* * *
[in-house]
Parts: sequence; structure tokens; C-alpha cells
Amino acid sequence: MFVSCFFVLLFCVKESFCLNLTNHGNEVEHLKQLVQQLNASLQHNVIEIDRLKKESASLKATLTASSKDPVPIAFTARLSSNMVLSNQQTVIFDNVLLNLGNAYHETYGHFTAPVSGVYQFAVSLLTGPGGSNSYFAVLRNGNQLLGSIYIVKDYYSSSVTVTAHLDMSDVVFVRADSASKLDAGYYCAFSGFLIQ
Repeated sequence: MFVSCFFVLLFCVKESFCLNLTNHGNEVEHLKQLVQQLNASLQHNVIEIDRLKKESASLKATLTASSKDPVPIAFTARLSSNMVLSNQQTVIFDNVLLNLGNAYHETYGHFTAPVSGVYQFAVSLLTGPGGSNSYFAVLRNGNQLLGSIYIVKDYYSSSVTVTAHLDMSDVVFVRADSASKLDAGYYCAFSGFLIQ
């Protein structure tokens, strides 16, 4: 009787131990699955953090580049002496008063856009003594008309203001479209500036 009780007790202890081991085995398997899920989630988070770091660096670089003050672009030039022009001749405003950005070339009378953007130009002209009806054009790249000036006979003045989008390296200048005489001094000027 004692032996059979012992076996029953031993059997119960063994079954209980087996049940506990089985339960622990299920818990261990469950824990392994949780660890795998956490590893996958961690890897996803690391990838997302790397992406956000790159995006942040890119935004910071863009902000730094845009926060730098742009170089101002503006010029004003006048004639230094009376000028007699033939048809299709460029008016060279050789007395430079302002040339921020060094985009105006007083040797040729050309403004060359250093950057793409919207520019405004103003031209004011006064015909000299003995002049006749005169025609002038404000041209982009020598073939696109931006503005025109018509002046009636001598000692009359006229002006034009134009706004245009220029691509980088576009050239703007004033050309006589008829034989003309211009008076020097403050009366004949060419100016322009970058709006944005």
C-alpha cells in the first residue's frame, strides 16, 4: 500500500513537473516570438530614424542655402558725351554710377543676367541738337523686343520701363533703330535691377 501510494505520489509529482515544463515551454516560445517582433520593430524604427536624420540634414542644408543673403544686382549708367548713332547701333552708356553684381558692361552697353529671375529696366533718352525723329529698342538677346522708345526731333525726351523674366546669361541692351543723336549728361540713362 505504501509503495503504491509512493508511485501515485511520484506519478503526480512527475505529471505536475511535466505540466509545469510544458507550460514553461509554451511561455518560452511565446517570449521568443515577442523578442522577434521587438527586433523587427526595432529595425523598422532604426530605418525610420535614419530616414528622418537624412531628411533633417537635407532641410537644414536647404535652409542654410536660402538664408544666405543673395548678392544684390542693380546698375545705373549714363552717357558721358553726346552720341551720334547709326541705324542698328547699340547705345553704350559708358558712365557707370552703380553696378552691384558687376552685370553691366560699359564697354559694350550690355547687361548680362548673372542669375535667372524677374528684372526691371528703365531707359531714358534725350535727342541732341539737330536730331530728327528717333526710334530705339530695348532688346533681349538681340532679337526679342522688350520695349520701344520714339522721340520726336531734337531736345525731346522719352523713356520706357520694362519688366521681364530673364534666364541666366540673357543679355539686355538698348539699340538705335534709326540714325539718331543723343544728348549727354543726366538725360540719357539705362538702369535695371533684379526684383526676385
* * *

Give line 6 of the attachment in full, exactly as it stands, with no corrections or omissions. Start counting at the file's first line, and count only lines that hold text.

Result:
C-alpha cells in the first residue's frame, strides 16, 4: 500500500513537473516570438530614424542655402558725351554710377543676367541738337523686343520701363533703330535691377 501510494505520489509529482515544463515551454516560445517582433520593430524604427536624420540634414542644408543673403544686382549708367548713332547701333552708356553684381558692361552697353529671375529696366533718352525723329529698342538677346522708345526731333525726351523674366546669361541692351543723336549728361540713362 505504501509503495503504491509512493508511485501515485511520484506519478503526480512527475505529471505536475511535466505540466509545469510544458507550460514553461509554451511561455518560452511565446517570449521568443515577442523578442522577434521587438527586433523587427526595432529595425523598422532604426530605418525610420535614419530616414528622418537624412531628411533633417537635407532641410537644414536647404535652409542654410536660402538664408544666405543673395548678392544684390542693380546698375545705373549714363552717357558721358553726346552720341551720334547709326541705324542698328547699340547705345553704350559708358558712365557707370552703380553696378552691384558687376552685370553691366560699359564697354559694350550690355547687361548680362548673372542669375535667372524677374528684372526691371528703365531707359531714358534725350535727342541732341539737330536730331530728327528717333526710334530705339530695348532688346533681349538681340532679337526679342522688350520695349520701344520714339522721340520726336531734337531736345525731346522719352523713356520706357520694362519688366521681364530673364534666364541666366540673357543679355539686355538698348539699340538705335534709326540714325539718331543723343544728348549727354543726366538725360540719357539705362538702369535695371533684379526684383526676385